Marxism grew out of a nationalist milieu.   It is merely a legend that Friedrich List edited the Rheinische Zeitung before Marx took over as editor.  In reality, he was offered the post as editor, and apparently even accepted it, but never actually took the position due to ill health.  Still, it could be said that the Rheinische Zeitung held editorially to an essentially Listian point of view through his replacement, Gustav Höfken.  The newspaper began as an organ of  pro-government - that is to say, pro-Prussian - propaganda, in a time when many in the Rhineland chafed under the Prussian yoke.  List was probably the leading nationalist economist of his time, being the former ministerial under-secretary of Württemberg and the founder of what he called the "National System" of economics - based in part on the ideas of Alexander Hamilton (he had briefly lived in the United States) and in turn influencing Henry Clay.  He is also, in retrospect, regarded as one of the founders of the German Historical School of economics.  A more radical perspective gradually emerged as editorship of the Rheinische Zeitung passed over first to Moses Hess and then to Karl Marx, but even under Marx's brief stewardship (before the paper was censored and shut down) there were many essentially nationalist articles published in it.  And even when Marx started a new newspaper, the "Neue Rheinische Zeitung," in 1848, completely in his control, after publication of the Communist Manifesto, when Marx and Engels were more completely explicit in the leftist radicalism, Engels described the newspaper as follows:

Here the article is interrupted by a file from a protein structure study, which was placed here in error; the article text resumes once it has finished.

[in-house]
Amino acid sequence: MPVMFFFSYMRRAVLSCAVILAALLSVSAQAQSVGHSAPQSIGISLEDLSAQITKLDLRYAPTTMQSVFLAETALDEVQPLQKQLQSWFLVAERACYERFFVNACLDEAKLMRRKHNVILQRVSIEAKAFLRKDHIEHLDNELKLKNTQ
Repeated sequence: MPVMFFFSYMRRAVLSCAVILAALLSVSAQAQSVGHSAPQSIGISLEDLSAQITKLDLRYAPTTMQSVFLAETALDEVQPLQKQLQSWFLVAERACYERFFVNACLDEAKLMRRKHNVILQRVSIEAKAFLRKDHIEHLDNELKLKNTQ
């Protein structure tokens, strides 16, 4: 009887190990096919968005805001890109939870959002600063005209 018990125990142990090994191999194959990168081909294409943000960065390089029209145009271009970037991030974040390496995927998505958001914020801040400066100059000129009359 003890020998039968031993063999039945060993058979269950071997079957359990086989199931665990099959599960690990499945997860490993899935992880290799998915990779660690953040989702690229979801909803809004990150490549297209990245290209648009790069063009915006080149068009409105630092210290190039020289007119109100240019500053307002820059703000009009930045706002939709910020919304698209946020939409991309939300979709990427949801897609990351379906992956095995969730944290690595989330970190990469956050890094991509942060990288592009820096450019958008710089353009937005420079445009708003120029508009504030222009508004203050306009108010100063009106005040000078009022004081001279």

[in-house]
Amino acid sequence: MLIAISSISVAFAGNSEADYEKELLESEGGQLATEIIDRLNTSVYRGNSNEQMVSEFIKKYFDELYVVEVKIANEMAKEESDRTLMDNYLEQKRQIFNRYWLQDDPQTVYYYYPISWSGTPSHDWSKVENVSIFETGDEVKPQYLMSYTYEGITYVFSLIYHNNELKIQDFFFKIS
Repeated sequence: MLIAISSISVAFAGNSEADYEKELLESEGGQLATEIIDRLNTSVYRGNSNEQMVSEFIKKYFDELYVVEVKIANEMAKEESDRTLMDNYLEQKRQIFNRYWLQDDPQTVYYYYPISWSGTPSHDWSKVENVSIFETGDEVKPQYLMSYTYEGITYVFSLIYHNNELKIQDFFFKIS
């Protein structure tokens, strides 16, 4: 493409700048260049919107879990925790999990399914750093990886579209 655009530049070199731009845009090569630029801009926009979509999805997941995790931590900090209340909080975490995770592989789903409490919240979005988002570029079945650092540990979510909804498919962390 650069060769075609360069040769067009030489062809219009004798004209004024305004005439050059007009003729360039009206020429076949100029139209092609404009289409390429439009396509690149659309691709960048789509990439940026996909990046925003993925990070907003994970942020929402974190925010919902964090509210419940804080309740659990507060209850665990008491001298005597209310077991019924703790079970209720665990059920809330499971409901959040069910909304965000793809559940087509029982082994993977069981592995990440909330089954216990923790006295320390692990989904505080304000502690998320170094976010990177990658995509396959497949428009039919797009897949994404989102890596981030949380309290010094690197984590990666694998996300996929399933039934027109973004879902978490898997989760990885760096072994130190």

"The political programme of the Neue Rheinische Zeitung consisted of two main points:

A single, indivisible, democratic German republic, and war with Russia, including the restoration of Poland."

In the Communist Manifesto itself, Marx and Engels are famous for declaring in its pages that "Working men have no nation," and more importantly that "The Communists are distinguished from the other working-class parties by this only: 1. In the national struggles of the proletarians of the different countries, they point out and bring to the front the common interests of the entire proletariat, independently of all nationality. 2. In the various stages of development which the struggle of the working class against the bourgeoisie has to pass through, they always and everywhere represent the interests of the movement as a whole."  

That sounds like a solidly internationalist message.  But then they undercut this internationalism with the brief and ambiguous statement that "The proletariat of each nation must, of course, first of all settle matters with its own bourgeoisie."  What this means is anyone's guess, and it seems possible to interpret it in a manner consistent with internationalism, but other interpretations are possible, and in this way and many other ways Marx failed to distinguish his position clearly from that of the nationalists.

This has been an especially costly mistake for the Marxist movement.  The capitalist class has taken every advantage of this mistake to manipulate the Marxists for their own suppression.  Everywhere around the world, nationalists have been the primary enemies of Marxism, yet they are often quite clever opponents who have used the outward trappings of socialism to lure workers to crush the possibility of worker control of the means of production.  (For instance, in the United States of America in the 1890s, "Nationalist Clubs" sprouted up everywhere, mostly under the influence of the Bellamy brothers, who were Christian Socialists.  These Nationalist Clubs recited Francis Bellamy's pledge of allegiance while raising the Roman salute, later used by the Nazis.)  Nationalism has functioned as a great tool in the suppression of socialism, as a double-edged sword: on the one hand, since it looks and feels in some ways like socialism, it often proves effective in luring workers away from real socialism - and on the other hand, when workers refuse nationalism and insist upon real socialism, which is always international in scope, they can easily be branded as traitors to the nation, rounded up, and suppressed.